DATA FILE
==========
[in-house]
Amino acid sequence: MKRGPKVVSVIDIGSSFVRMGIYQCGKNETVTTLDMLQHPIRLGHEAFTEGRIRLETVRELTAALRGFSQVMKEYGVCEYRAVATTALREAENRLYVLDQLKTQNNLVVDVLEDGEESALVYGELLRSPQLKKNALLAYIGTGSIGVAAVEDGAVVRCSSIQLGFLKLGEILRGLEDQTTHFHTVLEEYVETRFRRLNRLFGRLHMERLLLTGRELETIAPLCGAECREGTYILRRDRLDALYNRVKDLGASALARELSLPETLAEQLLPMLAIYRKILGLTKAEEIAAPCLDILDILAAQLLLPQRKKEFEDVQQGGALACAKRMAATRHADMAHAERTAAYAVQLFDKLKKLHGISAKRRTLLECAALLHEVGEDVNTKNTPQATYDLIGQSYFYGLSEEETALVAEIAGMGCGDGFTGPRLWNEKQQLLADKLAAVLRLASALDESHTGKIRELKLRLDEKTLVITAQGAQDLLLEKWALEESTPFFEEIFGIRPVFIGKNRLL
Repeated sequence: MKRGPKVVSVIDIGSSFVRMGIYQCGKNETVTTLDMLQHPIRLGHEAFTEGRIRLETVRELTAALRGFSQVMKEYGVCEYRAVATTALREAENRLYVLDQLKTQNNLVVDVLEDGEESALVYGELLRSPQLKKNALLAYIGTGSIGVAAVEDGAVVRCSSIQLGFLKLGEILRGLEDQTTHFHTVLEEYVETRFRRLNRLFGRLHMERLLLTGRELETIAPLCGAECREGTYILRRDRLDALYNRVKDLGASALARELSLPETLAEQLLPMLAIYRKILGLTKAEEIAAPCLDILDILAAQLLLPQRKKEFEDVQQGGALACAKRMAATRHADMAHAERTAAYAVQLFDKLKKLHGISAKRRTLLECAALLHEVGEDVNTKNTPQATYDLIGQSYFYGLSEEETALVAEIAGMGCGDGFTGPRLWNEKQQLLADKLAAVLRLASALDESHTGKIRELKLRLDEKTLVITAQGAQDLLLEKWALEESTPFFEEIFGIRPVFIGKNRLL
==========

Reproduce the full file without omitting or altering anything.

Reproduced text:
[in-house]
Amino acid sequence: MKRGPKVVSVIDIGSSFVRMGIYQCGKNETVTTLDMLQHPIRLGHEAFTEGRIRLETVRELTAALRGFSQVMKEYGVCEYRAVATTALREAENRLYVLDQLKTQNNLVVDVLEDGEESALVYGELLRSPQLKKNALLAYIGTGSIGVAAVEDGAVVRCSSIQLGFLKLGEILRGLEDQTTHFHTVLEEYVETRFRRLNRLFGRLHMERLLLTGRELETIAPLCGAECREGTYILRRDRLDALYNRVKDLGASALARELSLPETLAEQLLPMLAIYRKILGLTKAEEIAAPCLDILDILAAQLLLPQRKKEFEDVQQGGALACAKRMAATRHADMAHAERTAAYAVQLFDKLKKLHGISAKRRTLLECAALLHEVGEDVNTKNTPQATYDLIGQSYFYGLSEEETALVAEIAGMGCGDGFTGPRLWNEKQQLLADKLAAVLRLASALDESHTGKIRELKLRLDEKTLVITAQGAQDLLLEKWALEESTPFFEEIFGIRPVFIGKNRLL
Repeated sequence: MKRGPKVVSVIDIGSSFVRMGIYQCGKNETVTTLDMLQHPIRLGHEAFTEGRIRLETVRELTAALRGFSQVMKEYGVCEYRAVATTALREAENRLYVLDQLKTQNNLVVDVLEDGEESALVYGELLRSPQLKKNALLAYIGTGSIGVAAVEDGAVVRCSSIQLGFLKLGEILRGLEDQTTHFHTVLEEYVETRFRRLNRLFGRLHMERLLLTGRELETIAPLCGAECREGTYILRRDRLDALYNRVKDLGASALARELSLPETLAEQLLPMLAIYRKILGLTKAEEIAAPCLDILDILAAQLLLPQRKKEFEDVQQGGALACAKRMAATRHADMAHAERTAAYAVQLFDKLKKLHGISAKRRTLLECAALLHEVGEDVNTKNTPQATYDLIGQSYFYGLSEEETALVAEIAGMGCGDGFTGPRLWNEKQQLLADKLAAVLRLASALDESHTGKIRELKLRLDEKTLVITAQGAQDLLLEKWALEESTPFFEEIFGIRPVFIGKNRLL